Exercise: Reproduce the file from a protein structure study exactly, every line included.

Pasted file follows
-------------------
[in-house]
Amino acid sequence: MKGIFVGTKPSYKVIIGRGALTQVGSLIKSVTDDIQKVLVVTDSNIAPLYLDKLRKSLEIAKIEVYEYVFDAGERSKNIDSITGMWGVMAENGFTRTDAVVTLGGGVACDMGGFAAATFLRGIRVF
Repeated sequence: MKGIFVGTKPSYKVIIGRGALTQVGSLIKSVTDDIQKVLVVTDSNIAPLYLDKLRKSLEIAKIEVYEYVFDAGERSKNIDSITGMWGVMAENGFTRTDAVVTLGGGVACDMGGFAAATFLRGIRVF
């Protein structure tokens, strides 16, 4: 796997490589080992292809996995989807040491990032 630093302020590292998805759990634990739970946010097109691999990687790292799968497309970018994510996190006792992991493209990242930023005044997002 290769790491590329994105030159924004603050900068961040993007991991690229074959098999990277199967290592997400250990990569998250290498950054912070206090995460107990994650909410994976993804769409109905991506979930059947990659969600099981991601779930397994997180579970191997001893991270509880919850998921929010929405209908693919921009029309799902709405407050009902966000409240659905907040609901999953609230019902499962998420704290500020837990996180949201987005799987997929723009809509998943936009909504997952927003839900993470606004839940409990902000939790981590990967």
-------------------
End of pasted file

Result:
[in-house]
Amino acid sequence: MKGIFVGTKPSYKVIIGRGALTQVGSLIKSVTDDIQKVLVVTDSNIAPLYLDKLRKSLEIAKIEVYEYVFDAGERSKNIDSITGMWGVMAENGFTRTDAVVTLGGGVACDMGGFAAATFLRGIRVF
Repeated sequence: MKGIFVGTKPSYKVIIGRGALTQVGSLIKSVTDDIQKVLVVTDSNIAPLYLDKLRKSLEIAKIEVYEYVFDAGERSKNIDSITGMWGVMAENGFTRTDAVVTLGGGVACDMGGFAAATFLRGIRVF
């Protein structure tokens, strides 16, 4: 796997490589080992292809996995989807040491990032 630093302020590292998805759990634990739970946010097109691999990687790292799968497309970018994510996190006792992991493209990242930023005044997002 290769790491590329994105030159924004603050900068961040993007991991690229074959098999990277199967290592997400250990990569998250290498950054912070206090995460107990994650909410994976993804769409109905991506979930059947990659969600099981991601779930397994997180579970191997001893991270509880919850998921929010929405209908693919921009029309799902709405407050009902966000409240659905907040609901999953609230019902499962998420704290500020837990996180949201987005799987997929723009809509998943936009909504997952927003839900993470606004839940409990902000939790981590990967």